Taylor and I have been learning so much at the OLC Conference. It’s been great to hear where other universities are in the development of their own online programs and classes. So far, I’ve attended sessions on developing Online Orientation programs (Colorado Tech), implementing a robust continuum of faculty training (University of Maryland), dressing up a Discussion Board (Kennesaw State), creating an engaging asynchronous learning environment (Wiley Faculty Fellows), best practices for curating OERs (University of Wisconsin), and using social media in an online course (Bethune-Cookman University). There is so much diversity provided at this conference, and it’s been difficult to narrow down which events to attend.
Last night, we heard our Keynote address from Golden Bluemstyk: “American Higher education in Crisis? Myths and Realities.” Blumenstyk, the author of American Higher Education in Crisis?: What Everyone Needs to Know, is a higher-education journalist. She spoke on a variety of topics, but focused specifically on how higher education is more profit driven than ever before. She cited the increased use of adjunct faculty and rapidly rising student debt among other things to make her argument. Her talk, paired with the discussion occurring through the #OLCTODAY and #OLC15 hashtags on Twitter, was engaging (The conference Twitter feed has really been encouraging me to try to use social media in my courses). Blumenstyk encouraged all online instructors, designers, and facilitators to keep this financial crisis in mind as we make our own changes to the university setting. It will be interesting to see where the conversation goes from here.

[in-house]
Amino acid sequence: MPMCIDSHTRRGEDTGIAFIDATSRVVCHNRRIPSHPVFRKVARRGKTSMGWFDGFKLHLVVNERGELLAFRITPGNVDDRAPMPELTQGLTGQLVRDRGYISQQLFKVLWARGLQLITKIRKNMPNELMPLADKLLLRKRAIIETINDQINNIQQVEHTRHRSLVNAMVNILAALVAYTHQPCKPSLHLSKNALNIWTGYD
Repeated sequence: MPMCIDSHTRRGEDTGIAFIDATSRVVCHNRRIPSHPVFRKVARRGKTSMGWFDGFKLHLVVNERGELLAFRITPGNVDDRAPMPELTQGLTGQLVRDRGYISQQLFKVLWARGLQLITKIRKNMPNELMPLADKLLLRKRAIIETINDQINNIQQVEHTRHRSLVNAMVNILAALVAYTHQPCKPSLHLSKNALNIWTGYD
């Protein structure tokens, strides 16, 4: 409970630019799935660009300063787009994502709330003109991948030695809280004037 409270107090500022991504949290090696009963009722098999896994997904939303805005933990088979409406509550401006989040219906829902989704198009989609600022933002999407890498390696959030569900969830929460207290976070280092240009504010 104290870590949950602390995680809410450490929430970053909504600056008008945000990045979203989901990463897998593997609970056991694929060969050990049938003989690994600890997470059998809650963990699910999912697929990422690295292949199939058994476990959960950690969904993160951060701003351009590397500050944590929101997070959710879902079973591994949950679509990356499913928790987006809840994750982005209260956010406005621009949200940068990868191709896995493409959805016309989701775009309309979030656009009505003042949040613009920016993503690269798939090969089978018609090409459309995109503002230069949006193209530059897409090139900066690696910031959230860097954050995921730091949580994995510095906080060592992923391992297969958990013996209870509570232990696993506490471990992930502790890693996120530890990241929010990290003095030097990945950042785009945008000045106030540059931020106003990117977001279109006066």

This afternoon, we’ll hear a few more sessions. I’ll be attending sessions on diverse socioeconomic students in online classes (NC State) and strategies for creating instructional videos (Southern New Hampshire University)!